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Scottish National Dictionary (1700–)

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First published 1965 (SND Vol. VI).

LOVAGE, adj. Also lovich, lovitch (Jam.), lovish; logage-; logive (Galt), and deriv. lovitchfu (Fif. 1867 Jam.), logagefu. Sc. variants of Eng. lavish, extravagant, profuse (Fif., Lnk. 1825 Jam.; Per. 1902 E.D.D.; Dmf. 1920, lovish). [′lovɪtʃ]Edb. 1788 J. Macaulay Poems 195:
I never like to mak a fraise, Or yet be lovich o' my praise.
Sc. 1812 The Scotchman No. 3. 23:
Tho fok, thriftless o their time, may no gang the road juist sae fast, as they wha are lovage o their bluid.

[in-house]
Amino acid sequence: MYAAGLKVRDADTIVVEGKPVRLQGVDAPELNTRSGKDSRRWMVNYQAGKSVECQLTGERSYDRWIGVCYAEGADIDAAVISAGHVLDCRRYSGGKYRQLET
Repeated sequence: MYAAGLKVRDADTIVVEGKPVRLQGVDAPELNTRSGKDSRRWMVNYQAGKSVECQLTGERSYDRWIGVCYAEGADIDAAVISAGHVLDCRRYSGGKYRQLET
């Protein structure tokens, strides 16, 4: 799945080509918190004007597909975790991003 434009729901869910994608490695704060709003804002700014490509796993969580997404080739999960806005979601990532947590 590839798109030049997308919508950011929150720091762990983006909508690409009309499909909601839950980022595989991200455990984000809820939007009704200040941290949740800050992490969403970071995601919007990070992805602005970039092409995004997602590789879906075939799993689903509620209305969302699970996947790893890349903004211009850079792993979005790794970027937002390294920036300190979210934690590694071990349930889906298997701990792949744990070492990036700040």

Ayr. 1820 Galt Ayr. Legatees iv.:
All is left in the logive hands of uncercumseezed servans.
Ayr. 1836 Galt in Tait's Mag. (July) 460:
I had often observed that leddies schooled to narrow breeding, are aye the most logive, and make up for being scrimply thought of by the rest of the world by thinking muckle of themselves.
Edb. 1895 J. Tweeddale Moff 141:
Sharely the ship's come in — 'er lovish, Johnnie.
Fif. 1946 J. C. Forgan Maistly 'Muchty 15:
A hunner or twa (I'd be logagefu' here), O' roses ower a' flooers the queen.

[O.Sc. has lawage, id., 1535, O.Fr. lavache, a deluge. For the rounding of the vowel cf. P.L.D. § 49.1.; logive is a nonce form due to metathesis.]

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"Lovage adj.". Dictionary of the Scots Language. 2004. Scottish Language Dictionaries Ltd. Accessed 24 Sep 2022 <>



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